- Media commitment to looking beyond the numbers
If you look at any of the awards published by the advisor publications (other than Advisor Perspectives), such as the “top” lists, the advisors getting attention are the ones with the largest social media followings and/or the largest books by asset size.
- What about morality? Where is the list of the industry’s most ethical advisors?
- What about quality of client service?
- What about getting an award for growing smartly?
- What about who has had the most impact on society?
- Who offers the most specialized services?
- Top hourly or flat-fee planners – why isn’t there a list for that?
These accolades were created for advisors to use to brag to their clients and other advisors, and so it influences how we as an industry look at our leaders. Media has to present a different view of leadership and show us some people that are actually worth aspiring to be, not just people who tweet all day about their kids and weightlifting, ponies up the dough, or sells the most variable annuities.
- Redesign of schlocky entry-level programs at wirehouses and insurance companies
It’s a waste of the wirehouse’s time and money to train people who they then wind up firing after three months. It runs up the compliance costs and puts all types of strain on resources. The whole thing is just schlocky.
How can we say our industry is committed to the long term when the wirehouses are churning their own people left and right? Plus, it’s a joke how we all get that “touching base call” from the college buddy who just got a job at an insurance company. You know what comes next – they want to meet for coffee and “catch up.”
You don’t get to be a doctor without some type of screening. Let’s get some higher quality people in here by doing some in-depth testing and then see who gets the job. That means hiring fewer, more intelligent people, hiring more thoughtfully, and investing more in the chosen few.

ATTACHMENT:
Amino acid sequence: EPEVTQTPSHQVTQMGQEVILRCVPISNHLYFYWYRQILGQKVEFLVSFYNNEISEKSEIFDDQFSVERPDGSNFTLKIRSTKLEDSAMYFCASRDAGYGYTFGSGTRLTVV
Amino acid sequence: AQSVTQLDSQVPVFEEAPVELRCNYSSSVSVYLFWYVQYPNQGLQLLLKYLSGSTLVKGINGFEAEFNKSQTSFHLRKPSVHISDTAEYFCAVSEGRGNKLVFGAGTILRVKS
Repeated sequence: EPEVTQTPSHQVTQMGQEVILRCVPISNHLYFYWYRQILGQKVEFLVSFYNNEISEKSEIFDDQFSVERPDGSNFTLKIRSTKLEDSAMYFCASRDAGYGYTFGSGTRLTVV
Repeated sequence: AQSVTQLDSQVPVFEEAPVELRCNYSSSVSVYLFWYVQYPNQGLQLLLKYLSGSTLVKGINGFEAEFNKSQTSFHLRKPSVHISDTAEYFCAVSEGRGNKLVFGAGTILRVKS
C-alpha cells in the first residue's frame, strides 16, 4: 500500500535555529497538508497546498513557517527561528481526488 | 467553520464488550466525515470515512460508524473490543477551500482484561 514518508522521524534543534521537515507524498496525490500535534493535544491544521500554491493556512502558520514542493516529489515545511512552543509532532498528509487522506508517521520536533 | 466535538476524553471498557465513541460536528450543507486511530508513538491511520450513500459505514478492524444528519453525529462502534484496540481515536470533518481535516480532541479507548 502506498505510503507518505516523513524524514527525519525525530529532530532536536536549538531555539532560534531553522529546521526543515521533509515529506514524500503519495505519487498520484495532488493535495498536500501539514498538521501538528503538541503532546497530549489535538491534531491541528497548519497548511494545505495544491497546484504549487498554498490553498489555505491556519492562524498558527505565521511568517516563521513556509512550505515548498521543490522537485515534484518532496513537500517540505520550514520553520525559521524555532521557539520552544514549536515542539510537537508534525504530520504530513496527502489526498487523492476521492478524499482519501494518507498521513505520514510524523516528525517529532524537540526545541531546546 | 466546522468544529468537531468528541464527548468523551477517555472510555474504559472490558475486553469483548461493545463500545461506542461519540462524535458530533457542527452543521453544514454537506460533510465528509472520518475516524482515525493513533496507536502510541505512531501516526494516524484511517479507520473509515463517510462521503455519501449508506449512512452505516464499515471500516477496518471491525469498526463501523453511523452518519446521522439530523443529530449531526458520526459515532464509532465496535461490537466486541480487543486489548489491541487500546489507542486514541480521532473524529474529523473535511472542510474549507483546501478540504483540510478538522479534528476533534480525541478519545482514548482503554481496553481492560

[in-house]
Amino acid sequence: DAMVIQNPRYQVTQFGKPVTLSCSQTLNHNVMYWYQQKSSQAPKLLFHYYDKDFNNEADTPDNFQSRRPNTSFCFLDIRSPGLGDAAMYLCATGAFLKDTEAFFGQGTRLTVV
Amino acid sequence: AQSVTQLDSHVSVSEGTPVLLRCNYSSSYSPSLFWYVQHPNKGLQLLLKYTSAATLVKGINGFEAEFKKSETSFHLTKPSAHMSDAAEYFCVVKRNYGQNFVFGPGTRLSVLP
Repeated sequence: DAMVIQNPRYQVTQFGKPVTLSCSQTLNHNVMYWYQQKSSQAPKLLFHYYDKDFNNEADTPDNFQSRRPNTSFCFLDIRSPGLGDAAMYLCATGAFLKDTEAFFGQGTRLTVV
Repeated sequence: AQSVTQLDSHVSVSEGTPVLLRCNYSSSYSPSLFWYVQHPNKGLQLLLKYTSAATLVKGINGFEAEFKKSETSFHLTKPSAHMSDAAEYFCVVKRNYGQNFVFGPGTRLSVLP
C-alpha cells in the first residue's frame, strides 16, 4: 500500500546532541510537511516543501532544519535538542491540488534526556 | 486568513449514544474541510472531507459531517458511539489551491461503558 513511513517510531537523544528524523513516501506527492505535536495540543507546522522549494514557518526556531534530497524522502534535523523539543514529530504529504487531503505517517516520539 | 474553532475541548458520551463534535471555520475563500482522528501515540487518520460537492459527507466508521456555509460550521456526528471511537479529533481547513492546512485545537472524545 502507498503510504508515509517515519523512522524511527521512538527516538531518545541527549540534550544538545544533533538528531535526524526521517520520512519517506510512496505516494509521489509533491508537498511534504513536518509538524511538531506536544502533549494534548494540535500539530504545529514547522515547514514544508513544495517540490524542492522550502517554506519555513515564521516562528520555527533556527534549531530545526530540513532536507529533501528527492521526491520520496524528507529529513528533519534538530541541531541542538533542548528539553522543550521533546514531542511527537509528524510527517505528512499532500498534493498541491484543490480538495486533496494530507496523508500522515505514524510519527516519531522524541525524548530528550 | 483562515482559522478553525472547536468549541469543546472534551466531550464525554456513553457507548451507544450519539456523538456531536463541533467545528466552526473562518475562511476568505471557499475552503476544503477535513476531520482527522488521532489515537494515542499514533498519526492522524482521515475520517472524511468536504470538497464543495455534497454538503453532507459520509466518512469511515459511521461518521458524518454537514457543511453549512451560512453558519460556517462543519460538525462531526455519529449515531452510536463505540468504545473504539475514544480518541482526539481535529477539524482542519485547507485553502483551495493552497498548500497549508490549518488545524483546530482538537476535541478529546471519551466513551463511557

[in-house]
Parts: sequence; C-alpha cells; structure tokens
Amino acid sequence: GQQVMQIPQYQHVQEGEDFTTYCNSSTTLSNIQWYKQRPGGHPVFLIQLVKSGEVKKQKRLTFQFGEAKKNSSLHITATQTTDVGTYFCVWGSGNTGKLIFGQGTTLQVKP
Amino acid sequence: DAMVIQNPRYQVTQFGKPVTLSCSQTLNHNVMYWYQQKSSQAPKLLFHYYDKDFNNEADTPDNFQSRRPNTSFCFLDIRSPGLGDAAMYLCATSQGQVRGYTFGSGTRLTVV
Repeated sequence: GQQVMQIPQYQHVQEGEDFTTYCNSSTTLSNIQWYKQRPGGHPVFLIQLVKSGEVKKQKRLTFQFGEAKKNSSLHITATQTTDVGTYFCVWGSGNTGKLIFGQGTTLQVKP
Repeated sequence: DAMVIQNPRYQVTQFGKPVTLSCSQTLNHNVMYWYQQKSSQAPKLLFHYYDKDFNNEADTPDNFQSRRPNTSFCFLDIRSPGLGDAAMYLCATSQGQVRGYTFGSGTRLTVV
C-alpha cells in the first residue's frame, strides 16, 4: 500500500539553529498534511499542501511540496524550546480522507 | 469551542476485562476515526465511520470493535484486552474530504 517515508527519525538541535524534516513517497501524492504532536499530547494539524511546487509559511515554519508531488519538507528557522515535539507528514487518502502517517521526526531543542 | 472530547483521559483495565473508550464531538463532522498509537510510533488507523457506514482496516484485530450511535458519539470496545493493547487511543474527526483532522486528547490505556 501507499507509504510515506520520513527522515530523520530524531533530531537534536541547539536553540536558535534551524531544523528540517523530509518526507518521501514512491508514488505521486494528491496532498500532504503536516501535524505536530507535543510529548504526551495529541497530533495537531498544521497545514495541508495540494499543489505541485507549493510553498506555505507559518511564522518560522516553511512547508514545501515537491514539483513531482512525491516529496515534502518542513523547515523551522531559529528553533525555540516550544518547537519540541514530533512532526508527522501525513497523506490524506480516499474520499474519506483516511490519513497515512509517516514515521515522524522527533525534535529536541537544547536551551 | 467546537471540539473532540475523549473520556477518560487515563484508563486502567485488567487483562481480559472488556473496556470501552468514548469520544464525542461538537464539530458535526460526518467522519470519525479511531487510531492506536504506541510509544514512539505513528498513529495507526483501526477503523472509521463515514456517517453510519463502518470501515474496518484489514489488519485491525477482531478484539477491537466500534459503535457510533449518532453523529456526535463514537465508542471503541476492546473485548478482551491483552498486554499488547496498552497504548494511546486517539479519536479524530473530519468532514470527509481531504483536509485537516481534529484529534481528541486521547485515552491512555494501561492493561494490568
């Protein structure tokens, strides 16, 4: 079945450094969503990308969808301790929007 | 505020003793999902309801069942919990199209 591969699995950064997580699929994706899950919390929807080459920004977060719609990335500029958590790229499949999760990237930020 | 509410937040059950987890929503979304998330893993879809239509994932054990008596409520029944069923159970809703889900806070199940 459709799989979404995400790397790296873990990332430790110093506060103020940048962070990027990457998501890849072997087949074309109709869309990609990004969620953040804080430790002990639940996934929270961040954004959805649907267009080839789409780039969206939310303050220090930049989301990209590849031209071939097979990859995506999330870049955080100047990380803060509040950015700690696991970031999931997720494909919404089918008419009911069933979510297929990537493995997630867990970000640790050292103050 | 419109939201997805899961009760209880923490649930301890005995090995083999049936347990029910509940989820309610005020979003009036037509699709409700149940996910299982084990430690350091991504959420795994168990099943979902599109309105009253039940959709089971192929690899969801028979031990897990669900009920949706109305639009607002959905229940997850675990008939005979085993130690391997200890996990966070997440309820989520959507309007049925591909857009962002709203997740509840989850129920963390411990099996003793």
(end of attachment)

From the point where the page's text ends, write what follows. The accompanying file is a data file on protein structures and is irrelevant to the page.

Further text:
- Expansion of compensation options
Financial services should adopt the model that so many other industries do, one of multiple revenue streams. Advisors should be encouraged to make money through paid webinars, seminars, speaking engagements, blogging, podcasting, and selling merchandise. This will take the pressure off making the big sale all the time. Less popular compensation models should be encouraged, such as hourly or flat pricing.
- Less fluffy designations
There are so many worthless designations nowadays. Clients can’t tell the difference between one set of letters after a name means versus another. Most of them are meaningless, expensive ornaments.
The CFP® designation should be harder to get and the exam pass rates should be lower. The CFA exam was designed to weed out the people who weren’t skilled enough to pass and as a result it actually means something. The CFP should be the same. The ethics section of the CFA exam was the hardest part, and it taught me what doing the right thing for the client really meant.
Get some real designations that you have to earn, not pay for, and you’ll see advisors adding real value to the client not just being low value, hand holding nannies that have little else to offer their clients other than an emotional pacifier.
- Higher quality discussion of compensation structures
Stay away from “those bad people.” Stay away from “them.”
If you tell your clients that advisors who charge a certain way are bad, it won’t work. Those advisors have their sales pitch against you! And then it just becomes a theoretical, vague debate without the client really understanding what type of fee model is best for them.
Instead of talking about “those other advisors,” talk about specific actions they take? That’s what’s real to the client! Instead talk about scenarios and what the drawbacks and advantages are of the specific recommendation being made?
Sara Grillo, CFA, is a marketing consultant who helps investment management, financial planning, and RIA firms fight the tendency to scatter meaningless clichés on their prospects and bore them as a result. Prior to launching her own firm, she was a financial advisor.